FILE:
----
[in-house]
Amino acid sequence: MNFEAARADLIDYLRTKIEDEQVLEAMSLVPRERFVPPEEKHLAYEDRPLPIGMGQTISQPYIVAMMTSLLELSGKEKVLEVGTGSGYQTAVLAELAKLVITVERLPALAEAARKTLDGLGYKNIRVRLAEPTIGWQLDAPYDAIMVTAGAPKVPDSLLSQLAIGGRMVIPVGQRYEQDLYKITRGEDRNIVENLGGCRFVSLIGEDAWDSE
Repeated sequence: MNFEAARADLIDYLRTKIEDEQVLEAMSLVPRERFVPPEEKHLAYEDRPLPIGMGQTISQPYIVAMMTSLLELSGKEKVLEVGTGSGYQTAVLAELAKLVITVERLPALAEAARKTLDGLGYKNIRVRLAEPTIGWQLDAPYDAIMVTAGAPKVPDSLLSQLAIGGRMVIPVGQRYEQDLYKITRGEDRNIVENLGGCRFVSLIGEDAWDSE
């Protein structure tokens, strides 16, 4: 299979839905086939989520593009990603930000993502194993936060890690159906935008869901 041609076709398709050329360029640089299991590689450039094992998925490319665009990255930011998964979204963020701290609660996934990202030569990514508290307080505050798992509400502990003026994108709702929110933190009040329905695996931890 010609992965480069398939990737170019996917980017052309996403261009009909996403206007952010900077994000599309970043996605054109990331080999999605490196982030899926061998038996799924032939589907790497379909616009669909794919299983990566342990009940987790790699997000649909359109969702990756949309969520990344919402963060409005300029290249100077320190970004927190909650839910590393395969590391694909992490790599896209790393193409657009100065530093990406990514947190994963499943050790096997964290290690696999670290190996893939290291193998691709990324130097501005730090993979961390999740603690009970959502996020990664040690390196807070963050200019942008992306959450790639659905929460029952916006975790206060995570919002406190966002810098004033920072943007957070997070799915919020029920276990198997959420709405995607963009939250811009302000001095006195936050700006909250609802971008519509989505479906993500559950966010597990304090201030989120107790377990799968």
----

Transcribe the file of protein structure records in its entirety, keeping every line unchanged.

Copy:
[in-house]
Amino acid sequence: MNFEAARADLIDYLRTKIEDEQVLEAMSLVPRERFVPPEEKHLAYEDRPLPIGMGQTISQPYIVAMMTSLLELSGKEKVLEVGTGSGYQTAVLAELAKLVITVERLPALAEAARKTLDGLGYKNIRVRLAEPTIGWQLDAPYDAIMVTAGAPKVPDSLLSQLAIGGRMVIPVGQRYEQDLYKITRGEDRNIVENLGGCRFVSLIGEDAWDSE
Repeated sequence: MNFEAARADLIDYLRTKIEDEQVLEAMSLVPRERFVPPEEKHLAYEDRPLPIGMGQTISQPYIVAMMTSLLELSGKEKVLEVGTGSGYQTAVLAELAKLVITVERLPALAEAARKTLDGLGYKNIRVRLAEPTIGWQLDAPYDAIMVTAGAPKVPDSLLSQLAIGGRMVIPVGQRYEQDLYKITRGEDRNIVENLGGCRFVSLIGEDAWDSE
């Protein structure tokens, strides 16, 4: 299979839905086939989520593009990603930000993502194993936060890690159906935008869901 041609076709398709050329360029640089299991590689450039094992998925490319665009990255930011998964979204963020701290609660996934990202030569990514508290307080505050798992509400502990003026994108709702929110933190009040329905695996931890 010609992965480069398939990737170019996917980017052309996403261009009909996403206007952010900077994000599309970043996605054109990331080999999605490196982030899926061998038996799924032939589907790497379909616009669909794919299983990566342990009940987790790699997000649909359109969702990756949309969520990344919402963060409005300029290249100077320190970004927190909650839910590393395969590391694909992490790599896209790393193409657009100065530093990406990514947190994963499943050790096997964290290690696999670290190996893939290291193998691709990324130097501005730090993979961390999740603690009970959502996020990664040690390196807070963050200019942008992306959450790639659905929460029952916006975790206060995570919002406190966002810098004033920072943007957070997070799915919020029920276990198997959420709405995607963009939250811009302000001095006195936050700006909250609802971008519509989505479906993500559950966010597990304090201030989120107790377990799968």